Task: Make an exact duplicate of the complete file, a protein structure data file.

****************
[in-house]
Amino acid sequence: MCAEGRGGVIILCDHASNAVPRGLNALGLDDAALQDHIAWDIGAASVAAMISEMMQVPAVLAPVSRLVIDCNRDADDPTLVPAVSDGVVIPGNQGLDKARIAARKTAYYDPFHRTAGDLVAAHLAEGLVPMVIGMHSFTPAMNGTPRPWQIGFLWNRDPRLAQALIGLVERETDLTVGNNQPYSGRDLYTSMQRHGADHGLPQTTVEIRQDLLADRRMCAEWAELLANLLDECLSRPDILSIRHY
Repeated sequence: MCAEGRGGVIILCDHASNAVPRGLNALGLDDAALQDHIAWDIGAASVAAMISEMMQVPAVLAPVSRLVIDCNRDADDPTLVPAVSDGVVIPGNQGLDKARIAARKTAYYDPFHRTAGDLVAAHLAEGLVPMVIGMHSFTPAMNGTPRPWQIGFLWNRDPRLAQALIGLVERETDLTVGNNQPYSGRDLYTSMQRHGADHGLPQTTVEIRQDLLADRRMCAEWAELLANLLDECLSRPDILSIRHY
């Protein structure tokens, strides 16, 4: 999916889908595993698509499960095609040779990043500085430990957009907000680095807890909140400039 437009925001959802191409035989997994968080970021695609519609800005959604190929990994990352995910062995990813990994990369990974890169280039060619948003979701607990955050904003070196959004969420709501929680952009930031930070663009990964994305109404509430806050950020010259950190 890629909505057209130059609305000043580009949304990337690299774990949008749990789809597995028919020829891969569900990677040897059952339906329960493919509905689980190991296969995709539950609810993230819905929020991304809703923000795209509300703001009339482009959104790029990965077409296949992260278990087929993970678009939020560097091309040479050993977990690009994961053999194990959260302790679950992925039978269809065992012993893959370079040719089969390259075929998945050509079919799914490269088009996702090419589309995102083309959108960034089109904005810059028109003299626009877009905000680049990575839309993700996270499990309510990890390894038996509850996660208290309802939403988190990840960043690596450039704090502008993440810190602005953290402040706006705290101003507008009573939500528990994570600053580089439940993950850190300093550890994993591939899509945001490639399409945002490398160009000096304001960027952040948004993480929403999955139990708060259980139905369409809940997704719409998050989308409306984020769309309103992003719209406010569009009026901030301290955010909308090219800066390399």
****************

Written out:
[in-house]
Amino acid sequence: MCAEGRGGVIILCDHASNAVPRGLNALGLDDAALQDHIAWDIGAASVAAMISEMMQVPAVLAPVSRLVIDCNRDADDPTLVPAVSDGVVIPGNQGLDKARIAARKTAYYDPFHRTAGDLVAAHLAEGLVPMVIGMHSFTPAMNGTPRPWQIGFLWNRDPRLAQALIGLVERETDLTVGNNQPYSGRDLYTSMQRHGADHGLPQTTVEIRQDLLADRRMCAEWAELLANLLDECLSRPDILSIRHY
Repeated sequence: MCAEGRGGVIILCDHASNAVPRGLNALGLDDAALQDHIAWDIGAASVAAMISEMMQVPAVLAPVSRLVIDCNRDADDPTLVPAVSDGVVIPGNQGLDKARIAARKTAYYDPFHRTAGDLVAAHLAEGLVPMVIGMHSFTPAMNGTPRPWQIGFLWNRDPRLAQALIGLVERETDLTVGNNQPYSGRDLYTSMQRHGADHGLPQTTVEIRQDLLADRRMCAEWAELLANLLDECLSRPDILSIRHY
């Protein structure tokens, strides 16, 4: 999916889908595993698509499960095609040779990043500085430990957009907000680095807890909140400039 437009925001959802191409035989997994968080970021695609519609800005959604190929990994990352995910062995990813990994990369990974890169280039060619948003979701607990955050904003070196959004969420709501929680952009930031930070663009990964994305109404509430806050950020010259950190 890629909505057209130059609305000043580009949304990337690299774990949008749990789809597995028919020829891969569900990677040897059952339906329960493919509905689980190991296969995709539950609810993230819905929020991304809703923000795209509300703001009339482009959104790029990965077409296949992260278990087929993970678009939020560097091309040479050993977990690009994961053999194990959260302790679950992925039978269809065992012993893959370079040719089969390259075929998945050509079919799914490269088009996702090419589309995102083309959108960034089109904005810059028109003299626009877009905000680049990575839309993700996270499990309510990890390894038996509850996660208290309802939403988190990840960043690596450039704090502008993440810190602005953290402040706006705290101003507008009573939500528990994570600053580089439940993950850190300093550890994993591939899509945001490639399409945002490398160009000096304001960027952040948004993480929403999955139990708060259980139905369409809940997704719409998050989308409306984020769309309103992003719209406010569009009026901030301290955010909308090219800066390399």